Do I really need a hearing system?
Hearing loss affects most of us at some stage in our lifetime. Sometimes there will be a simple cause that can be easily rectified, such as a build up of wax. A quick visit to your GP or hearing aid audiologist may be all you need to remedy the matter. However, your hearing loss could be due to a number of reasons and it may well be that the most effective solution is a professionally prescribed hearing system.
The most important point is that you, or more likely your partner or family have concerns regarding your hearing then it is advisable to seek professional advice (before the situation deteriorates).
It is possible that you have a hearing loss if you experience any of the following:
- Others complain that you have the TV or radio up too loud.
- People appear to mumble to you or you cant clearly hear every word that is being said-particularly when there is background noise, in crowds or when voices are high pitched (eg Children)
- You ask people to repeat themselves.
- You have difficulty at distance or for meetings, in church or anywhere where there are Tannoy systems.
- You are not sure where sounds are coming from.
- It is difficult to hear the telephone ring and to understand conversation easily when trying to use the phone.
When can a hearing aid help?
Fine tuning surrounding noises and sounds. Not quite catching what someone said to you from across the room is a very common complaint and can be particularly frustrating at social events. The good news is that the latest digital hearing aids are individually programmed for you to pick out the sounds you want to hear and screen out the ‘hum’ of background noises automatically.
Overcoming inner ear deafness
This is also called nerve deafness and the loss is usually worse for higher pitched tones such as children and some women’s voices. This type of problem is very common and often develops as we get older. Digital hearing aids have made a significant contribution to helping this type of loss as they can be precisely programmed to focus on the sounds you want to hear.
Relieving the effect of Tinnitus (noises in the ears)
Tinnitus is a very common problem and most people who suffer have at least a mild hearing loss. In such circumstances the prescription of a digital hearing aid can often help.
When you have an ear infection.
If you have a middle ear infection you may have been advised not to wear anything in your ear. Fortunately, these days there are alternative devices which may help, but your GP would need to see you first.
As you get older
Many people of all ages suffer in silence with their hearing loss perhaps because they would rather not admit it or they are unsure as to the correct next step to take. This is a great pity as the new world of hearing aids means the ability to regain clearer, sharper hearing and lead happier more fulfilled lives is now available to most people. Further more, in general, it is not advisable to delay using a hearing system until loss is severe, as this may extend the adjustment period after fitting.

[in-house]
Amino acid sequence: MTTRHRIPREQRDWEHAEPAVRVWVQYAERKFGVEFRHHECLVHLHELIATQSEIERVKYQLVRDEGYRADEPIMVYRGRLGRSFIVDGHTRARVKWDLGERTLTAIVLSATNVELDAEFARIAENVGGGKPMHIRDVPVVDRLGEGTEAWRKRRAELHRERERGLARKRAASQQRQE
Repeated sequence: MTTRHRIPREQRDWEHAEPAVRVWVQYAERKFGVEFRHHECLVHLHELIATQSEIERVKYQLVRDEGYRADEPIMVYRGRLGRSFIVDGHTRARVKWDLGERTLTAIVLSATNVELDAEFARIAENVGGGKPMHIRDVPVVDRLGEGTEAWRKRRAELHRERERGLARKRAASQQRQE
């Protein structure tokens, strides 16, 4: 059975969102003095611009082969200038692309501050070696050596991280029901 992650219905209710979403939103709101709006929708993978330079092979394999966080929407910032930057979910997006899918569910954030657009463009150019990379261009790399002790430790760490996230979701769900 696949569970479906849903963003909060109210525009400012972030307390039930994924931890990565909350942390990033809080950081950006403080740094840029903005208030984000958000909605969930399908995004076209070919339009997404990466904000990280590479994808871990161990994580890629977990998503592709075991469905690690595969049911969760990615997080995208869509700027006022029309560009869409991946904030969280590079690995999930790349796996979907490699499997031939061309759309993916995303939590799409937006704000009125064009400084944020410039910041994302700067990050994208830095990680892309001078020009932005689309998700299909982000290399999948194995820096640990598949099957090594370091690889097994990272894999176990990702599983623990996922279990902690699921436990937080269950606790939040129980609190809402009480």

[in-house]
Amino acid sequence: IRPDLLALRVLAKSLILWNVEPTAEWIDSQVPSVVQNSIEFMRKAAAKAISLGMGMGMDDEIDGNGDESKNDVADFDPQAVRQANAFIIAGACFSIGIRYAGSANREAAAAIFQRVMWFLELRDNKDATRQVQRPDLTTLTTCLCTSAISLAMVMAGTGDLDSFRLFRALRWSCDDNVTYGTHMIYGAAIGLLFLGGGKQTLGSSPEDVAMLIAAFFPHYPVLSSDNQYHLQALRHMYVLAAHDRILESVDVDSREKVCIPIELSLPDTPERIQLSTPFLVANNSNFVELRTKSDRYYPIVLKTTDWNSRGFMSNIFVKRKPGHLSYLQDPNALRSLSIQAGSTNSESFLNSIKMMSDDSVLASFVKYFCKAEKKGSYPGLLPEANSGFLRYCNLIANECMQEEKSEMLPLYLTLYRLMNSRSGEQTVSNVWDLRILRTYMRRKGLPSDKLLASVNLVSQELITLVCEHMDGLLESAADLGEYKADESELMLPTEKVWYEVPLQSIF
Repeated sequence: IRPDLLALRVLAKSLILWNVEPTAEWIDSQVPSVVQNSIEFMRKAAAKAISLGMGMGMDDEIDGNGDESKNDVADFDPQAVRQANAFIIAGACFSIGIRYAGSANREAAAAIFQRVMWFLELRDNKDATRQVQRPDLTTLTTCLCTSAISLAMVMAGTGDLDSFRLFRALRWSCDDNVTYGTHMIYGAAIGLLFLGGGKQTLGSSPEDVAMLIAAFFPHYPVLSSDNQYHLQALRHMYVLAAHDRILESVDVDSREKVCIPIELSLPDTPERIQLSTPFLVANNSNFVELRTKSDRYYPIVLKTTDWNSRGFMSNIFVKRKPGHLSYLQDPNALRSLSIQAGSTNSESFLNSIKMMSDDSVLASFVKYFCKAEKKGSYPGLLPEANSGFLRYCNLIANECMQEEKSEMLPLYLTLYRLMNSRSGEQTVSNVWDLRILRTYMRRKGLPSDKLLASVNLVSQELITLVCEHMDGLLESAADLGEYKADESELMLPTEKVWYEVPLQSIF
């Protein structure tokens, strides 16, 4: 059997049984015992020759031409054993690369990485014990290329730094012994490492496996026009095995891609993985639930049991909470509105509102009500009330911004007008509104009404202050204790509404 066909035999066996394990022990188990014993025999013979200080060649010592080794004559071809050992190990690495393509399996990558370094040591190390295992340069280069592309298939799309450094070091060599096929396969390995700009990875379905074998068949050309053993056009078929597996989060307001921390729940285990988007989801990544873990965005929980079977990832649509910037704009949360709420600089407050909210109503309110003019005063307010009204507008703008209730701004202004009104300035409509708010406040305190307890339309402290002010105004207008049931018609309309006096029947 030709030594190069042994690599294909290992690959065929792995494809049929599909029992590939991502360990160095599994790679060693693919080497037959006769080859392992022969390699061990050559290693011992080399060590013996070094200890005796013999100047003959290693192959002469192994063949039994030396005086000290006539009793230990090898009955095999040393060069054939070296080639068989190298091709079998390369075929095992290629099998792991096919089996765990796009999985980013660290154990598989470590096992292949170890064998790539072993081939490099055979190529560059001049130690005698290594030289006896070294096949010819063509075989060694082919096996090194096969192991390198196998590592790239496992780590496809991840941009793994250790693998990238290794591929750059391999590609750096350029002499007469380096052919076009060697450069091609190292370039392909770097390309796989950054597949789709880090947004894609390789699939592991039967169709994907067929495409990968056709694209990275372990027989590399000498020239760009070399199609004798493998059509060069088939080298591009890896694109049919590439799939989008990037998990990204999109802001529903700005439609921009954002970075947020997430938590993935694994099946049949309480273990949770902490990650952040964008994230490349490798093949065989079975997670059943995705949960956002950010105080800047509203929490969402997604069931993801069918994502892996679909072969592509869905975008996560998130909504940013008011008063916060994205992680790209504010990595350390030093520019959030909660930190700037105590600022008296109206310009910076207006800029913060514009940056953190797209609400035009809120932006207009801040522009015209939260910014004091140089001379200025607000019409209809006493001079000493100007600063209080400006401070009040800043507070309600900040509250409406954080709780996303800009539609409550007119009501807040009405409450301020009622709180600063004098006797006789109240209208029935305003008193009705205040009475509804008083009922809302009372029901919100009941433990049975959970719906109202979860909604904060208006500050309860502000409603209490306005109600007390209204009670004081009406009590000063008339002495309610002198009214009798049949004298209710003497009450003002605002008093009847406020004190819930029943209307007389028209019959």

How do I get a free aid on the NHS?
If a hearing loss is confirmed your GP may refer you to your local ENT consultant who will prescribe a basic model that fits behind the ear. However, do be prepared to wait as there are lengthy delays at each stage of the process. Ultimately you will be provided with an NHS aid on free permanent loan. Alternatively, you can have your hearing assessed by a private hearing aid dispenser. This route eliminates any waiting and can be in the comfort of your own home if you wish. You will also have a wide choice of hearing aids including the very latest technology in the most discreet styles.
What is the difference between different types of systems?
The most informed technical bodies today recommend digital hearing aids. Already thousands of previous users of analogue hearing systems have converted to a digital aid and found such great improvements in understanding speech in difficult listening situations where there is a lot of noise- such as the theatre, or in group conversations and family gatherings. The ability of your hearing aid dispenser to fine tune a digital hearing aid to your precise needs far exceeds such capability with an analogue hearing aid and you can be given sound quality similar to that of a CD. The latest digital technology represents a major advance for most people as the function is completely automatic and there is no need for any fiddly controls.
What types of models are available?
With in the range of analogue and digital hearing aids available privately there are a number of different types to suit individual needs and pockets.
These include the following:
CIC (Completely in the canal)
The smallest custom aid which is made to fit right down inside the ear canal and is very hard to see.
ITE (in the ear)
There are a range of models all custom made for you that can fit either in the ear or in the bowl of the ear.
BTE (behind the ear)
The larger hearing aids given out by the NHS. They consist of a box behind the ear, a plastic ear mould and a tube connecting the two together.
RITE (Receiver in canal)
Often called an ‘Open fit’ aid. It is a small unit that sits on the ear with a soft ‘dome’ that goes in the ear connected by a wire.
Your hearing aid dispenser will, after testing, advise on the most suitable type for your individual hearing loss.